Inheriting a house and its contents can feel overwhelming. First, the situation is often emotionally devastating, because you’ve likely lost a parent, sibling, or someone else close to you. Unfortunately, despite how you’re feeling, you’ll likely have to make major financial decisions in a short period of time.
How do you know the value of the items in an estate? Should you sell them? What if you also want to sell the house? The list of questions can feel never-ending. Fortunately, the process can be broken down into several straightforward steps.
If you’re recently inherited an estate, here’s what to do next.
When inheriting an unoccupied house, you’ll first want to take care of a few basic maintenance and bureaucratic issues, such as:
- Updating the homeowner’s policy, which might lapse upon the death of the occupant. Notify the former owner’s insurance company about the death, and then transfer the policy into your name or buy a new policy from a different company.
- Updating utilities. Even if you plan to let the house sit empty for a while, you’ll want to keep the water and lights on. Other services, such as a home phone, might be fine to disconnect.
- Paying any relevant bills or taxes such as property tax, estate tax, or mortgage payments. Federal (and potentially state) inheritance taxes can become complicated, so you might want to contact an estate attorney.
- Hiring maintenance services. If you plan to leave the house empty, you’ll likely need to hire landscapers to keep the yard from falling into disrepair.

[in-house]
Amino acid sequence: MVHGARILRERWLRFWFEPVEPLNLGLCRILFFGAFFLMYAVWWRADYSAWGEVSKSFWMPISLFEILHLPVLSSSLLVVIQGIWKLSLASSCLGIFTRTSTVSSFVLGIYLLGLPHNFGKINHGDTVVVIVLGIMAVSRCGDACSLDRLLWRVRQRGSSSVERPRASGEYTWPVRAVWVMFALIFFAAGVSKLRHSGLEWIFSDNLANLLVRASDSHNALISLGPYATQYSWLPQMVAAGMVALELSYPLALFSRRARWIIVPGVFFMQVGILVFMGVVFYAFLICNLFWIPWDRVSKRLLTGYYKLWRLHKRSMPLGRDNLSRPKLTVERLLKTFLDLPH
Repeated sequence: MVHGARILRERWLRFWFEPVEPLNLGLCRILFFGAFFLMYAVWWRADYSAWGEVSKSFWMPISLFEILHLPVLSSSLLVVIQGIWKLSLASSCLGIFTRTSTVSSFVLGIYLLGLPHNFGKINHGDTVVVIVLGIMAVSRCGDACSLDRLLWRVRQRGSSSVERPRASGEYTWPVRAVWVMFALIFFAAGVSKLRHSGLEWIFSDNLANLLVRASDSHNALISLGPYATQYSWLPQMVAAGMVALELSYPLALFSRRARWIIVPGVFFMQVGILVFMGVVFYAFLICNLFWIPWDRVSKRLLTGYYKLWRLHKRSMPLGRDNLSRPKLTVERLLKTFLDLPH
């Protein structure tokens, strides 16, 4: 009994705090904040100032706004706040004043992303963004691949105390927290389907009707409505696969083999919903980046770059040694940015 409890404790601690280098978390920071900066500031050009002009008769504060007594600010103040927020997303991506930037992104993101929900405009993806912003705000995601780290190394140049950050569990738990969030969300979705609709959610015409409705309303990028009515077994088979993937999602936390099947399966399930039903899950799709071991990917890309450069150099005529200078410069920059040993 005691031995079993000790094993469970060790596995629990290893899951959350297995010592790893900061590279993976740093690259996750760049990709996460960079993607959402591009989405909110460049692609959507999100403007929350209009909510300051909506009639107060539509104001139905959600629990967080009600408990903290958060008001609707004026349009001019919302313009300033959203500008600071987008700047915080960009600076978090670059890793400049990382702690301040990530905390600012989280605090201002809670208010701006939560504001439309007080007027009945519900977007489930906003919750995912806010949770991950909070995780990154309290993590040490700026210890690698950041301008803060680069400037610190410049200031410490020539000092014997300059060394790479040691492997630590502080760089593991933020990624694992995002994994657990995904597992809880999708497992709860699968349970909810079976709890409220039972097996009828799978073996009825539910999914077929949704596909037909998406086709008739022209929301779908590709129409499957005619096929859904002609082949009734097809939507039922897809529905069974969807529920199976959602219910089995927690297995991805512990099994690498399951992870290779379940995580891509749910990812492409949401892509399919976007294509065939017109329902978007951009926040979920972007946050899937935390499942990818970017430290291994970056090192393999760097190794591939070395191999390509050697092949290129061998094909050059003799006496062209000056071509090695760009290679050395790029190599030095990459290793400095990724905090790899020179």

Taking care of these fundamental concerns gives you more time to figure out your long-term goals.
Assess the Contents of the Estate
Unless you plan to keep everything inside the house, you’ll likely want a professional appraisal, which determines the real-world value of each item. A professional appraisal is helpful in several situations:
- If you’re unfamiliar with the estate’s contents – A professional appraisal helps you understand what you’ve inherited and it’s worth.
- If you know you want to sell everything– A professional appraisal helps you set fair prices.
- If you want to sell the house and its contents together (known as a turnkey sale) – The estate’s appraised value is combined with the value of the home to determine the total sale price.
- If you want to sell some items but keep others – A professional estate appraisal will identify any potential hidden treasures and other valuables.
- If you want to donate the items to charity – The IRS requires a professional appraisal for all noncash donations over $5,000.
Essentially, a professional appraisal gives you a comprehensive overview of what you’ve inherited. Understanding what you own, and what it’s potentially worth, helps you decide what you want to do next.
What to Look for When Hiring an Estate Appraisal Service
If you’re like most people, you’ve probably never hired an estate appraisal service before, so you’re not sure what qualities separate a top-of-the-line company from the rest. Look for the following:
The company should have both broad and deep expertise. They’ll need to be familiar with a wide range of household items, including antiques, clothing, kitchenware, electronics, artwork, appliances, vehicles, and more.
They should offer transparent and upfront pricing. Typically, if you want appraisal services only, you’ll be charged a flat rate based on the number of items. However, if you want the items appraised and sold, the company might charge you a percentage of the total sales, in which case you’ll pay nothing upfront.